14. Anyone makes a joke about the accounting firm of PricewaterhouseCoopers. Throw a drink at your TV screen, however, if anyone brings up the La La Land/Moonlight flub again.

15. Someone says #OscarsSo[Fill in the Blank]. Double the shot if they actually say the word “hashtag” when they mentioning it. Triple the shot if that person is someone extremely British or Meryl Streep.

16. Someone talks about how great Charlize Theron’s makeup is in Bombshell, then says she actually got makeup artist Kazu Hiro to do her makeup tonight as well, and the camera cuts to Quentin Tarantino.

17. A speech turns political. Stop when said number hits 50, the ceremony ends, or life on Earth ends, whichever comes first.

18. A winner tells the audience to visit a URL to get more information about his/her pet political cause.

19. A winner refers to his/her project as “a labor of love.”

20. The words “powerful,” “important” and/or “brave” are used. Double the shot if the phrase “now more than ever” is also used.

21. Anyone includes both the word “impeachment” and Call Me By Your Name in the same sentence.

22. Someone name-checks their fellow nominees in their acceptance speech.

23. Someone tells their kids watching at home that it’s time to go to bed now.

24. 1917 wins a technical award for which it’s nominated.

25. Parasite does not win an award for which it’s nominated. (Careful with this one drinks-wise.)

26. Someone mentions how “funny” Marriage Story is. Bonus shot if they somehow work in a Trump/Melania reference as well.

27. Someone butchers the name of the cast, the crew, or anyone associated with Parasite. Triple the shot if a presenter somehow manages to mispronounce the word “parasite” in the same sentence.

28. Brad Pitt makes reference to any of the following things in his Best Supporting Actor acceptance speech: his former love of pot-smoking, his past relationships and marriages, Quentin Tarantino being a genius, his costars’ feet getting so much screen time they’re now collectively eligible for SAG membership, Leo, his father, how it’s really all about the work, how his fellow actors inspire him, how you personally inspire him. (Double the shot if he still comes off as charming and cool, because let’s be honest here, he’s Brad Fucking Pitt.)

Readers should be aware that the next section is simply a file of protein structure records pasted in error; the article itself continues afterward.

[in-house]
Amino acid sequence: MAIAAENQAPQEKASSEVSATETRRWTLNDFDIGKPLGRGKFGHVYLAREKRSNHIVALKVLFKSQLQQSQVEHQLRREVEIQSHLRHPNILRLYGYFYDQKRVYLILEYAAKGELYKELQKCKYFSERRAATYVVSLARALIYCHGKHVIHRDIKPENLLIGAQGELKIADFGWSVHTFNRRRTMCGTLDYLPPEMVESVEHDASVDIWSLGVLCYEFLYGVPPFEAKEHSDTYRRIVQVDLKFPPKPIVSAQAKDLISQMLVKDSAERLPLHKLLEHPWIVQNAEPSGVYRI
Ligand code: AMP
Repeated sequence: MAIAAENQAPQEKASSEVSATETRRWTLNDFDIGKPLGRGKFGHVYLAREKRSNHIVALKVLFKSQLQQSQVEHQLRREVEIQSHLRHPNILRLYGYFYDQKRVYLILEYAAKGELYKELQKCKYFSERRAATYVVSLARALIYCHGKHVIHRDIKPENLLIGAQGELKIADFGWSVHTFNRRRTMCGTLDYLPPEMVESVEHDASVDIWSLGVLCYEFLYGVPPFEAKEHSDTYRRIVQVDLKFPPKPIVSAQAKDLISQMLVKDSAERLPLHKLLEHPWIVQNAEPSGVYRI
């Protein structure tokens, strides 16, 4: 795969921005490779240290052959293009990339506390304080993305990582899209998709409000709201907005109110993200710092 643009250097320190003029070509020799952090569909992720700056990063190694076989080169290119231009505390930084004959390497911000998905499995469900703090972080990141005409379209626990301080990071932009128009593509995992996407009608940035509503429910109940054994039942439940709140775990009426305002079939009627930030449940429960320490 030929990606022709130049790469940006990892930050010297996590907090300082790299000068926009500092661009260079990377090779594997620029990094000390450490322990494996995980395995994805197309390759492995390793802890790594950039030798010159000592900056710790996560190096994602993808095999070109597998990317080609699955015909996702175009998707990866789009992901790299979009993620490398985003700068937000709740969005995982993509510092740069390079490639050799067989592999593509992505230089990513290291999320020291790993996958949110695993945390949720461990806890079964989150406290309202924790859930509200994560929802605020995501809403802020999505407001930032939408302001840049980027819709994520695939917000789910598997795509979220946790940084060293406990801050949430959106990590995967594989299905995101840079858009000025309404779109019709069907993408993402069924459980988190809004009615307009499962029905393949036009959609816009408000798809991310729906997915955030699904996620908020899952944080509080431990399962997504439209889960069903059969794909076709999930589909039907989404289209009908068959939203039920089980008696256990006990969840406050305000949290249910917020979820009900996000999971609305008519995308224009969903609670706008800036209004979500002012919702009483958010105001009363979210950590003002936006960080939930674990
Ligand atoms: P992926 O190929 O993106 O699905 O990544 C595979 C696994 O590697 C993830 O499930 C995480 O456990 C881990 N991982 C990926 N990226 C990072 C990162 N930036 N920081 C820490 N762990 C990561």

29. Joaquin Phoenix says anything in a speech. Trust us, it will either be something so awesome or so awkward you will need a drink.

30. A person (or several people) who has hosted awards shows presents an award and absolutely kills it, reminding you why most awards shows have hosts in the first place.

31. Two presenters who you might not expect to pair well with each other absolutely nail it, thus precipitating everyone on social media wondering why the Oscars don’t just get those two famous people to host next year?

32. An esteemed British acting nominee fails to show up.

33. The In Memoriam montage lets through just enough live sound to give you a sense of who people are really clapping for.

34. Someone on Twitter complains about someone being left out of the memoriam segment and, like, WTF, Academy?!? (Careful with this one drinks-wise, too.)

35. You end crying at the In Memoriam montage regardless.

36. Renée Zellweger wins Best Actress for Judy and she gives a speech that seriously makes you wonder if she’s still in character.

37. Adam Driver runs out of the theater when they play his clip from Marriage Story.

38. Someone makes a joke about Jojo Rabbit’s new imaginary friend being Donald Trump. Double-shot if someone makes a joke about Trump being Jojo, and his imaginary friend Hitler is the one that’s been coaching him on foreign and domestic policies.

39. Someone makes a reference to Jennifer Lopez somehow not being nominated for Hustlers. Double the shot if said person then does an acrobatic pole dance set to “Waiting for Tonight.”

40. The whole ceremony is just one continuous shot, until 1917 is announced as Best Picture and then the screen just cuts to darkness and silence.

In This Article: Oscars